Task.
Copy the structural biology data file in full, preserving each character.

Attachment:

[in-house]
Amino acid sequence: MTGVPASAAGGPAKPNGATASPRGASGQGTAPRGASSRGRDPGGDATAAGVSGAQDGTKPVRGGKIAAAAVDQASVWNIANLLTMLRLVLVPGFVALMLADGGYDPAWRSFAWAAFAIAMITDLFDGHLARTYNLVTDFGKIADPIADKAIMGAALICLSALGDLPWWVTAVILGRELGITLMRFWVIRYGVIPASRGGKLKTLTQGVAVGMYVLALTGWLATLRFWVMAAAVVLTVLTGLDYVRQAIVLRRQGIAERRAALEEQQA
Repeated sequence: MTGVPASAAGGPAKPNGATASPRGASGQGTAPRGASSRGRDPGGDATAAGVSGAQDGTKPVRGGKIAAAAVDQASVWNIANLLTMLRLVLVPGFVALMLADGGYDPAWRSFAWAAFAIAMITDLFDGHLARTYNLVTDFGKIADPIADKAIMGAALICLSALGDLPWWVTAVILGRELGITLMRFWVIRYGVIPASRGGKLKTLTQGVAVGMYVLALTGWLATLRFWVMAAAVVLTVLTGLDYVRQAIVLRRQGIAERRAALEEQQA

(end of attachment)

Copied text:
[in-house]
Amino acid sequence: MTGVPASAAGGPAKPNGATASPRGASGQGTAPRGASSRGRDPGGDATAAGVSGAQDGTKPVRGGKIAAAAVDQASVWNIANLLTMLRLVLVPGFVALMLADGGYDPAWRSFAWAAFAIAMITDLFDGHLARTYNLVTDFGKIADPIADKAIMGAALICLSALGDLPWWVTAVILGRELGITLMRFWVIRYGVIPASRGGKLKTLTQGVAVGMYVLALTGWLATLRFWVMAAAVVLTVLTGLDYVRQAIVLRRQGIAERRAALEEQQA
Repeated sequence: MTGVPASAAGGPAKPNGATASPRGASGQGTAPRGASSRGRDPGGDATAAGVSGAQDGTKPVRGGKIAAAAVDQASVWNIANLLTMLRLVLVPGFVALMLADGGYDPAWRSFAWAAFAIAMITDLFDGHLARTYNLVTDFGKIADPIADKAIMGAALICLSALGDLPWWVTAVILGRELGITLMRFWVIRYGVIPASRGGKLKTLTQGVAVGMYVLALTGWLATLRFWVMAAAVVLTVLTGLDYVRQAIVLRRQGIAERRAALEEQQA